Saturday, September 26, 2009

There Is No Analogy For This

For those who have the time and patience, this article in The New Yorker is about the potential (and actual) significance of synthetic biology. Christians need to think about what this means, and think long and hard. An unchecked celebration over technological advance will pay a hefty price. These words are not meant to be prophetic either. It is a judgment on our own present debt to technology, on our collusion with things we refuse to understand.

My last post discussed the significance of death to 'who we are' as creatures rather than, say, base matter and machine. The point was to draw attention to competing narratives within the modern world. Beneath the guise of so much scientific pretension lurks an account of reality and human identity which is anathema to Christian faith. It is so for many reasons, but the one I identified was its refusal to incorporate death as in some sense integral and ineradicable for our experience as creatures. Not so for Christian faith. Despite our longings for peace and labours for life, no Christian may look upon the importance of our physical death as moot and avoidable. Such is a theological perversion against which the cross and bodily resurrection of our Lord stands in testimony.

Today's article is not about death but about life, that is, artificial life. Several points struck me. There Is No Analogy For This. My heading is in response to the article's discussion about the potential for designer babies. So one quote:
'What if we could liberate ourselves from the tyranny of evolution by being able to design our own offspring?' Drew Endy, scientist.
Provocative statement. In some sense already true. We 'design' perhaps not so directly as the scientist wishes, but in our choice to terminate the lives of those we deem undesirable or unfit for life. We wait for something better. Something more human. It is, in so twisted a way, not the overcoming of nature's tyranny, but our own tyranny of choice. So the analogies dissolve. Quote two:
'If you build a bridge and it falls down, you are not going to be permitted to design bridges ever again....But that doesn't mean we should never build a new bridge. There we have accepted the fact that risks are inevitable' D.E.
The editorial continues: 'He believes the same should be true of engineering biology.' As the bridge, so the human. Matter to Matter. If at first you don't succeed - as though this were the only wisdom science can adopt.

Any serious revulsion toward synthetic forms of human life should not be revulsion on the basis of its technological impossibility. Maybe it's possible, maybe it's not. That is never the issue. Rather it must be revulsion on the basis of its truthfulness: what about it testifies to true things, and what about it perpetuates lies. This is pre-scientific thinking. Not post-scientific scrambling to explain what just happened.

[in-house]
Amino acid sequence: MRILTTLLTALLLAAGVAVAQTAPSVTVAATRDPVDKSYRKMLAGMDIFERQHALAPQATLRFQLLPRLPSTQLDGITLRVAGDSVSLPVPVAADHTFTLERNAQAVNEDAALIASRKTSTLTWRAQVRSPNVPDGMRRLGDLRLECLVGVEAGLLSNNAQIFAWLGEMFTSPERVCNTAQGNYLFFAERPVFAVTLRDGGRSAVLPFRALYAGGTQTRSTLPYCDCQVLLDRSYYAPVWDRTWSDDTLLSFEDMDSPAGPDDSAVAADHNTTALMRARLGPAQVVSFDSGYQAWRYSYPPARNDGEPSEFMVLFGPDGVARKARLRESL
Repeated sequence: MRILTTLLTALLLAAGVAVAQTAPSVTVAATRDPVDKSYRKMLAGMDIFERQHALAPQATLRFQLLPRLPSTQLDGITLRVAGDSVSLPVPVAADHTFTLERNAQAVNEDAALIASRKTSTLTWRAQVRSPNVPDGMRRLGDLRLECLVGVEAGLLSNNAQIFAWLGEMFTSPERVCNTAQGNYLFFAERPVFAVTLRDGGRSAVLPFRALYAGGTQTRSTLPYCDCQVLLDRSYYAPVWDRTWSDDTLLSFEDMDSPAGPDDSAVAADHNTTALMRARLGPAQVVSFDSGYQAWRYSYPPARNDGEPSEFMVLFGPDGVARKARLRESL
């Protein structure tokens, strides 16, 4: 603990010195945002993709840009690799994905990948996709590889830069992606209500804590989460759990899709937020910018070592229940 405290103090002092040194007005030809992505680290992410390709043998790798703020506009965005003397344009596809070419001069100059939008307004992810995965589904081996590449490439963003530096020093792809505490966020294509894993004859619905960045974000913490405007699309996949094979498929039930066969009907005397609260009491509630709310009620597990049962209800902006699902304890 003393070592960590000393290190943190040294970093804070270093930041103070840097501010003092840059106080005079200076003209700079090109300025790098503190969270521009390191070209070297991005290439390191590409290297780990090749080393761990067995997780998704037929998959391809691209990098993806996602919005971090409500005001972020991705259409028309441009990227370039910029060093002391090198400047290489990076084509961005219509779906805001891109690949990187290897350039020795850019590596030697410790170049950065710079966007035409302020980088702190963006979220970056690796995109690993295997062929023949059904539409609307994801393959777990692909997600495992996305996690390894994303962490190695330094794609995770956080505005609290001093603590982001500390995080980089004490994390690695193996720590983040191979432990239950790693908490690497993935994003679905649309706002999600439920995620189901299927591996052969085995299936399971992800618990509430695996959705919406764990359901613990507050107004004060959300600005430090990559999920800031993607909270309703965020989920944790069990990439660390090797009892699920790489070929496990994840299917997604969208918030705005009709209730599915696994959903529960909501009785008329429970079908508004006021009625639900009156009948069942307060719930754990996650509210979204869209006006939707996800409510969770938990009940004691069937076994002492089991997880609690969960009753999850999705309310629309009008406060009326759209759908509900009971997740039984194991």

The last thing I noted was the justification for this research. Again the fact that it is inevitable and therefore must be faced - to clothe it in the language of the highest ideals - is meant to spur us on to the kind of post-scientific scramble that I just mentioned. The article will have us believe that anything less is a retreat into the past. This is wrong. There is no mythical retreat into the past. What the narrative of technological advance refuses to recognise, however, is that forms of resistance against technology can participate in true history as well. I have heard some philosophers and scientists speak about the potential to 'un-invent' the atomic bomb. What it looks like to for Christians to resist the fallacy of 'scientific progress' in pursuit of alternative forms of living is not only practical but necessary theology. Even if it costs us the luxuries that that science seeks to entice us with.

I'll leave it there for the moment. The issues require much more attention that anyone one person can give. I just hope we have Christians thinking about these things.

*Spencer, Michael. 'A Life of its Own: Where Will Synthetic Biology Lead Us?' The New Yorker. 28 September 2009.


Andrew Faris said...


Provocative post, and a good call to theologians everywhere.

What is so troubling to me immediately is that totally depraved people will wield such massive power. Thing is, things like this almost always start off in "the right hands" (something like that, but you see what I mean), don't they? But then what?

The article actually noticed your point, but only briefly. In one of the early paragraphs it says that the "good" of this sort of stuff is almost always oversold. And maybe it is irrefutably good to cure malaria, and maybe it is irrefutably possible with minimal drawbacks.

But then we start dealing with constructing babies out of genetic legos, and well, the ethics quickly get really complicated.

And last I checked, most of the scientists involved with this sort of thing only have one ethicical foundation: more technological freedom is always better.

And so I come back around to the initial stomach-churning point: more technological freedom in the hands of slaves to sin is far from always better.


Ian Clausen said...

Thanks Andrew. As Oppenheimer allegedly said, 'When you see something technically sweet, you have to go ahead and do it.' Oppenheimer, of course, one of the geniuses behind the atomic bomb.

It's worth more discussion, of course, but I think you get the gist of the scientific mindset for many. Just not sure what to do about it quite yet; if 'do' is even the right verb.